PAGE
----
Light Showers:Showers are the biggest resource-guzzlers in the home, but you can reduce this just by spending less time in the shower and using a timer. Replacing your old showerhead with a WaterSense-labeled or energy-efficient model can save you almost 3 gallons of water a minute. Take advantage of rebates and offers provided by your local government or water authority to make the switch. If one out of every 100 U.S. homes was retrofitted with water-efficient fixtures, we could avoid 80,000 tons of greenhouse gas emissions a year. Keep a bucket handy to collect gray water for use in the garden. Install a thermostat that keeps hot water at a usable temperature so no cold water is wasted.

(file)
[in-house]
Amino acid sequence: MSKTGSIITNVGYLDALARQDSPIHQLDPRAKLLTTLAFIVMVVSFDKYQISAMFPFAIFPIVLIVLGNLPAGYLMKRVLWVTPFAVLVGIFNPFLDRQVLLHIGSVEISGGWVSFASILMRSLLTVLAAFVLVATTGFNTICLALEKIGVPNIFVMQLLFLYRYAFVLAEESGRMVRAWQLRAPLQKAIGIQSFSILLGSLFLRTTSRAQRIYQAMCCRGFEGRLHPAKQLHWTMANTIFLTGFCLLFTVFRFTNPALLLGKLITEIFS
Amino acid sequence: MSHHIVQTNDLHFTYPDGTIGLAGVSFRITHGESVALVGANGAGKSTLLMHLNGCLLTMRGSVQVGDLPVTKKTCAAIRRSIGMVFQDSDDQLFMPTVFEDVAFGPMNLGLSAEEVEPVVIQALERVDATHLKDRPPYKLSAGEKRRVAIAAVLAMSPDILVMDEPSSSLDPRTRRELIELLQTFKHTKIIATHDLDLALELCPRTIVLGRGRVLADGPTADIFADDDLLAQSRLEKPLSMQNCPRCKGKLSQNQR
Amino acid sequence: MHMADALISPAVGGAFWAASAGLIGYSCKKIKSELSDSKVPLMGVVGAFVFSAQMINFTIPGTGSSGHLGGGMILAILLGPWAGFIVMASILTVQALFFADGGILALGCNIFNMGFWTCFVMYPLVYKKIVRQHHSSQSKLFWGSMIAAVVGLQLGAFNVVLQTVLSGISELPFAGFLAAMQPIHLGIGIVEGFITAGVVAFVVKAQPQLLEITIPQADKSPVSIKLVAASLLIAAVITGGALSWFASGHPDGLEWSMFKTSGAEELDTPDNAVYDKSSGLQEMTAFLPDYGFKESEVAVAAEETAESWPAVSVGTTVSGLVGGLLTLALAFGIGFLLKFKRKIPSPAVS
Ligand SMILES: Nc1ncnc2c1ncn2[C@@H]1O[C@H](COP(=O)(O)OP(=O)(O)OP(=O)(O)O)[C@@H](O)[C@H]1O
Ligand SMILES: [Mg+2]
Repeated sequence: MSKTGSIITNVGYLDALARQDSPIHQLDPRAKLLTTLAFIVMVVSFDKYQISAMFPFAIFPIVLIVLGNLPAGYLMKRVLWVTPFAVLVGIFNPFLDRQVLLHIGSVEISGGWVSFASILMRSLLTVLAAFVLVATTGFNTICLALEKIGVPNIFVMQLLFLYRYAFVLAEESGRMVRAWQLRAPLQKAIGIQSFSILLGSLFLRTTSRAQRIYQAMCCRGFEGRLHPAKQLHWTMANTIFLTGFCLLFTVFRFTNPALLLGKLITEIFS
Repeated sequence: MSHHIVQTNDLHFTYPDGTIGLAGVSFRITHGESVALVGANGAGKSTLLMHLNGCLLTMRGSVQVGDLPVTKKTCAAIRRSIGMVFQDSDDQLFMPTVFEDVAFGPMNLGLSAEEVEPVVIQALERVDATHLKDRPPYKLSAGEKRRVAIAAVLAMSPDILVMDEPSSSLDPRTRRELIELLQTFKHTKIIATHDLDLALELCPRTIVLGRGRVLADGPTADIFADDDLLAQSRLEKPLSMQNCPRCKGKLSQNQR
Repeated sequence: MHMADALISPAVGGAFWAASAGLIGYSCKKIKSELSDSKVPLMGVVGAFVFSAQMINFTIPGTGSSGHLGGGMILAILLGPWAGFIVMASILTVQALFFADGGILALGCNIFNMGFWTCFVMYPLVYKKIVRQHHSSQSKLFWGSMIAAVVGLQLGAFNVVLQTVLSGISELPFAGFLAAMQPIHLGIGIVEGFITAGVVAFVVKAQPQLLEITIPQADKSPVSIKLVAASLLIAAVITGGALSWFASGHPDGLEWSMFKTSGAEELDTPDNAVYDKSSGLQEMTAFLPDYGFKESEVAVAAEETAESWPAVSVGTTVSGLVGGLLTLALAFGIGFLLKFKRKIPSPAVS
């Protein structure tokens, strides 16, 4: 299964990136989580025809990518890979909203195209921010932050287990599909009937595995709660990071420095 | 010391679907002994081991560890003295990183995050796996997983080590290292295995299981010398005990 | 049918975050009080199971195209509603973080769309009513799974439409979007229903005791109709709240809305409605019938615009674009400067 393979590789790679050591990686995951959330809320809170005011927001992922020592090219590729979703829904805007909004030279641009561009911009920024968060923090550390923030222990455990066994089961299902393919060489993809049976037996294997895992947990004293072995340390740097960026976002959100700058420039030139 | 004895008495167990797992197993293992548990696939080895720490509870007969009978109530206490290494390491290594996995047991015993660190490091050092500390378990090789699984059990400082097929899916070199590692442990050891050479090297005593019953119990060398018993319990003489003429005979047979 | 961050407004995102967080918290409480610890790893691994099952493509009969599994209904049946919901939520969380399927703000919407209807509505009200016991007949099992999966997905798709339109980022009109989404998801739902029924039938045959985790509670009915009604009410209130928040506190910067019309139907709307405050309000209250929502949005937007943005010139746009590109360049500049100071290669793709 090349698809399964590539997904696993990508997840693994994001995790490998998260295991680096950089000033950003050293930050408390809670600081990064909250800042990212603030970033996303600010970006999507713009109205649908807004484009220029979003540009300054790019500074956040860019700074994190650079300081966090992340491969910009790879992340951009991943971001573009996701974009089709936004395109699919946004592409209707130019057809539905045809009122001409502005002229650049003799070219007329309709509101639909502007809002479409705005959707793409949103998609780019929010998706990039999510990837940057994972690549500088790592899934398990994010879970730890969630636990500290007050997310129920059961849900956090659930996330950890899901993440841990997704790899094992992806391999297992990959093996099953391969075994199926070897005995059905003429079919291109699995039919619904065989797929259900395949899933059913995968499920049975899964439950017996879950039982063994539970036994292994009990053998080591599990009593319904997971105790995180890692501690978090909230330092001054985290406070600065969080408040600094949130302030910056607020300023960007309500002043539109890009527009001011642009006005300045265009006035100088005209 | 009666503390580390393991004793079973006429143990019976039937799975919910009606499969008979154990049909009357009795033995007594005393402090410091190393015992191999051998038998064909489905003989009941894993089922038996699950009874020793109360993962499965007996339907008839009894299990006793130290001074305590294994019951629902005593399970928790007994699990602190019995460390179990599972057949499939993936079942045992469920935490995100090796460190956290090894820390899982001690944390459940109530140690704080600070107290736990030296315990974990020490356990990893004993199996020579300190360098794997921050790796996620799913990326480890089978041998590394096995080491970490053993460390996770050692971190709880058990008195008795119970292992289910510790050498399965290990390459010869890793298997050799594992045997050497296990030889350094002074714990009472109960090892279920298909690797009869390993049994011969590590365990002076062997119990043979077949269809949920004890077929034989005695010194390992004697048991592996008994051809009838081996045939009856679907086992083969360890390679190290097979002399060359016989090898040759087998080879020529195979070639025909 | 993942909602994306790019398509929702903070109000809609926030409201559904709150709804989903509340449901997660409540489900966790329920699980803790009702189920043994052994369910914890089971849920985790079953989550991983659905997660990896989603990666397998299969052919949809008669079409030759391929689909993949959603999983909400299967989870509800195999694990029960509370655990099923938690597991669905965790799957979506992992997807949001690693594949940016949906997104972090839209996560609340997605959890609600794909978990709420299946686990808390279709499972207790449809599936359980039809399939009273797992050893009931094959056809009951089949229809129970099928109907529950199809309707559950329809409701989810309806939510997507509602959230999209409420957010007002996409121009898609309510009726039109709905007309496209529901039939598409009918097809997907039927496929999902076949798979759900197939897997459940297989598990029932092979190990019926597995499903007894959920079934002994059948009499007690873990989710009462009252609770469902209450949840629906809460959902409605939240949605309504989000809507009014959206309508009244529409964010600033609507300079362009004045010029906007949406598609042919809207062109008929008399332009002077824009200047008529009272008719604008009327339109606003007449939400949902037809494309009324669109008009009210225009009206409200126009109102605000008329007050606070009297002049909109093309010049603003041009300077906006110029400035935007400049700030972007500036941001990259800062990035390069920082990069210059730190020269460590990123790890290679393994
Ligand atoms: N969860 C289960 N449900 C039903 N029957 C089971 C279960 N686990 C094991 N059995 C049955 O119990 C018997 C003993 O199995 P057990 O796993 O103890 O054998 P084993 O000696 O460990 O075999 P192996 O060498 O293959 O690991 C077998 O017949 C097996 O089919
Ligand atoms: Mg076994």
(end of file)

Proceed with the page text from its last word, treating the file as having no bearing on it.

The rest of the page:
Picking up the Steam:
It is essential to have an exhaust fan in your bathroom to reduce mold and other harmful contaminants, but that’s no reason to forget the fan’s negative environmental impact. Choose energy-saving exhaust fans that are thermostatically controlled and not connected to the light switch, so they turn on when the air temperature rises rather than when someone turns on the light. Clean the fan’s filter once a month to ensure that it runs efficiently.